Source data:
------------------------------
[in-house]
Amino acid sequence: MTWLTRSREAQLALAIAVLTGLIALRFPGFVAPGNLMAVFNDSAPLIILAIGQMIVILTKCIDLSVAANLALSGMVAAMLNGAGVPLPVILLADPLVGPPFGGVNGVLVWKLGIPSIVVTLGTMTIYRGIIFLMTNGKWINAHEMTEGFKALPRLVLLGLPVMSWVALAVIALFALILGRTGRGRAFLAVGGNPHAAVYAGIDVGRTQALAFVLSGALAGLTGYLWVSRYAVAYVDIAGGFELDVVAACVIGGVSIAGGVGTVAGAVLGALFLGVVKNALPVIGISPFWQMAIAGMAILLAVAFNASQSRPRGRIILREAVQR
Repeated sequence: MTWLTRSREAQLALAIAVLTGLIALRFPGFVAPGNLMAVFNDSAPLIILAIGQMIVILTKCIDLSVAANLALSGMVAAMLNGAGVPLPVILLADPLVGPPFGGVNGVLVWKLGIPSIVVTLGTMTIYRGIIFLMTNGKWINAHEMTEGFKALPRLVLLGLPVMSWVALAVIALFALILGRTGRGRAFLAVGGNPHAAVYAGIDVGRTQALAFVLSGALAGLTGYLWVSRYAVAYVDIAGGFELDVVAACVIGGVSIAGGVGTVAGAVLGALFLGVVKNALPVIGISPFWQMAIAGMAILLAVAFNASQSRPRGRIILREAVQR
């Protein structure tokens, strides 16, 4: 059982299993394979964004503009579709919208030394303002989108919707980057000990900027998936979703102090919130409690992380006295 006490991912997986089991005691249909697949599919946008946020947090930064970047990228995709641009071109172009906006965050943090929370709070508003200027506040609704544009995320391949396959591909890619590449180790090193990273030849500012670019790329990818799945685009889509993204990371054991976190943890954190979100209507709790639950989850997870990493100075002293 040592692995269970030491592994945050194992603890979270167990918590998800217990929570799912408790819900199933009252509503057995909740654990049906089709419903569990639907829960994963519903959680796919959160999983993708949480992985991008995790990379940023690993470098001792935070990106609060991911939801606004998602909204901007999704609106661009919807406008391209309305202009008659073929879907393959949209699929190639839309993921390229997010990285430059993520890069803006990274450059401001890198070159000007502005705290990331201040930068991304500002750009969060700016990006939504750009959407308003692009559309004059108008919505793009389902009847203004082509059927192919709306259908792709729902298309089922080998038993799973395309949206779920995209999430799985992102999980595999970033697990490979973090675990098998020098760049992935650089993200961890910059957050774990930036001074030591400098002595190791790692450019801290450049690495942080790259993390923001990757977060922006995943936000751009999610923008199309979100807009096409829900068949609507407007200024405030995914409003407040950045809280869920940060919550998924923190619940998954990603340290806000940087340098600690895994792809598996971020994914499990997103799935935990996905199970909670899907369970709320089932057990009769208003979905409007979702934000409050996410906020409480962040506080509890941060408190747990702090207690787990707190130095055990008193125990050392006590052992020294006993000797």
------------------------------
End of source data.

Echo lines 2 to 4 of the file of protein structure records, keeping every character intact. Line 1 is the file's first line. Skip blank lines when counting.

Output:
Amino acid sequence: MTWLTRSREAQLALAIAVLTGLIALRFPGFVAPGNLMAVFNDSAPLIILAIGQMIVILTKCIDLSVAANLALSGMVAAMLNGAGVPLPVILLADPLVGPPFGGVNGVLVWKLGIPSIVVTLGTMTIYRGIIFLMTNGKWINAHEMTEGFKALPRLVLLGLPVMSWVALAVIALFALILGRTGRGRAFLAVGGNPHAAVYAGIDVGRTQALAFVLSGALAGLTGYLWVSRYAVAYVDIAGGFELDVVAACVIGGVSIAGGVGTVAGAVLGALFLGVVKNALPVIGISPFWQMAIAGMAILLAVAFNASQSRPRGRIILREAVQR
Repeated sequence: MTWLTRSREAQLALAIAVLTGLIALRFPGFVAPGNLMAVFNDSAPLIILAIGQMIVILTKCIDLSVAANLALSGMVAAMLNGAGVPLPVILLADPLVGPPFGGVNGVLVWKLGIPSIVVTLGTMTIYRGIIFLMTNGKWINAHEMTEGFKALPRLVLLGLPVMSWVALAVIALFALILGRTGRGRAFLAVGGNPHAAVYAGIDVGRTQALAFVLSGALAGLTGYLWVSRYAVAYVDIAGGFELDVVAACVIGGVSIAGGVGTVAGAVLGALFLGVVKNALPVIGISPFWQMAIAGMAILLAVAFNASQSRPRGRIILREAVQR
């Protein structure tokens, strides 16, 4: 059982299993394979964004503009579709919208030394303002989108919707980057000990900027998936979703102090919130409690992380006295 006490991912997986089991005691249909697949599919946008946020947090930064970047990228995709641009071109172009906006965050943090929370709070508003200027506040609704544009995320391949396959591909890619590449180790090193990273030849500012670019790329990818799945685009889509993204990371054991976190943890954190979100209507709790639950989850997870990493100075002293 040592692995269970030491592994945050194992603890979270167990918590998800217990929570799912408790819900199933009252509503057995909740654990049906089709419903569990639907829960994963519903959680796919959160999983993708949480992985991008995790990379940023690993470098001792935070990106609060991911939801606004998602909204901007999704609106661009919807406008391209309305202009008659073929879907393959949209699929190639839309993921390229997010990285430059993520890069803006990274450059401001890198070159000007502005705290990331201040930068991304500002750009969060700016990006939504750009959407308003692009559309004059108008919505793009389902009847203004082509059927192919709306259908792709729902298309089922080998038993799973395309949206779920995209999430799985992102999980595999970033697990490979973090675990098998020098760049992935650089993200961890910059957050774990930036001074030591400098002595190791790692450019801290450049690495942080790259993390923001990757977060922006995943936000751009999610923008199309979100807009096409829900068949609507407007200024405030995914409003407040950045809280869920940060919550998924923190619940998954990603340290806000940087340098600690895994792809598996971020994914499990997103799935935990996905199970909670899907369970709320089932057990009769208003979905409007979702934000409050996410906020409480962040506080509890941060408190747990702090207690787990707190130095055990008193125990050392006590052992020294006993000797």